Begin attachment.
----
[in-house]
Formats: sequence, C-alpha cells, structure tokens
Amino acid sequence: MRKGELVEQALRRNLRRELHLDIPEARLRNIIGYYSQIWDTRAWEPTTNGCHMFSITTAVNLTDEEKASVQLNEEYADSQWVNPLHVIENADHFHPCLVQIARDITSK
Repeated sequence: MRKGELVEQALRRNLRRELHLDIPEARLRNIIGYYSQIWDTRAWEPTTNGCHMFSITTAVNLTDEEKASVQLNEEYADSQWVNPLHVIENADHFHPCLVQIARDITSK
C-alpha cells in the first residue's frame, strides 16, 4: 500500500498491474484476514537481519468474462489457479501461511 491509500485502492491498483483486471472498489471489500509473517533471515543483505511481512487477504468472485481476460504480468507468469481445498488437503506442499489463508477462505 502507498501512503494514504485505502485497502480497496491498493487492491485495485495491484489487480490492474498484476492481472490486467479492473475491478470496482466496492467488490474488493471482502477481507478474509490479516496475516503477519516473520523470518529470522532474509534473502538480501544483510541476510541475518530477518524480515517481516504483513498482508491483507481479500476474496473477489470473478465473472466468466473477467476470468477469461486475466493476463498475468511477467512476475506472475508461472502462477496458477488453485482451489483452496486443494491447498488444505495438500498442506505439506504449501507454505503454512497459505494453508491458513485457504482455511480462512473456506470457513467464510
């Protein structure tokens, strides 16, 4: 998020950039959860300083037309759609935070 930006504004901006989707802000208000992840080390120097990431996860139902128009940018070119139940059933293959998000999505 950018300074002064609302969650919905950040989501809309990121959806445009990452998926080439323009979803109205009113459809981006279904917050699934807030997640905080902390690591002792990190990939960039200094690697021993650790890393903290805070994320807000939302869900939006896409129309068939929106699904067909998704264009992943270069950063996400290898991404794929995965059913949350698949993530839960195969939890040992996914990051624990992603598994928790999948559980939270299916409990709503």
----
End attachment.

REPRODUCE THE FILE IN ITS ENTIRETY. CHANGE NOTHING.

[in-house]
Formats: sequence, C-alpha cells, structure tokens
Amino acid sequence: MRKGELVEQALRRNLRRELHLDIPEARLRNIIGYYSQIWDTRAWEPTTNGCHMFSITTAVNLTDEEKASVQLNEEYADSQWVNPLHVIENADHFHPCLVQIARDITSK
Repeated sequence: MRKGELVEQALRRNLRRELHLDIPEARLRNIIGYYSQIWDTRAWEPTTNGCHMFSITTAVNLTDEEKASVQLNEEYADSQWVNPLHVIENADHFHPCLVQIARDITSK
C-alpha cells in the first residue's frame, strides 16, 4: 500500500498491474484476514537481519468474462489457479501461511 491509500485502492491498483483486471472498489471489500509473517533471515543483505511481512487477504468472485481476460504480468507468469481445498488437503506442499489463508477462505 502507498501512503494514504485505502485497502480497496491498493487492491485495485495491484489487480490492474498484476492481472490486467479492473475491478470496482466496492467488490474488493471482502477481507478474509490479516496475516503477519516473520523470518529470522532474509534473502538480501544483510541476510541475518530477518524480515517481516504483513498482508491483507481479500476474496473477489470473478465473472466468466473477467476470468477469461486475466493476463498475468511477467512476475506472475508461472502462477496458477488453485482451489483452496486443494491447498488444505495438500498442506505439506504449501507454505503454512497459505494453508491458513485457504482455511480462512473456506470457513467464510
């Protein structure tokens, strides 16, 4: 998020950039959860300083037309759609935070 930006504004901006989707802000208000992840080390120097990431996860139902128009940018070119139940059933293959998000999505 950018300074002064609302969650919905950040989501809309990121959806445009990452998926080439323009979803109205009113459809981006279904917050699934807030997640905080902390690591002792990190990939960039200094690697021993650790890393903290805070994320807000939302869900939006896409129309068939929106699904067909998704264009992943270069950063996400290898991404794929995965059913949350698949993530839960195969939890040992996914990051624990992603598994928790999948559980939270299916409990709503």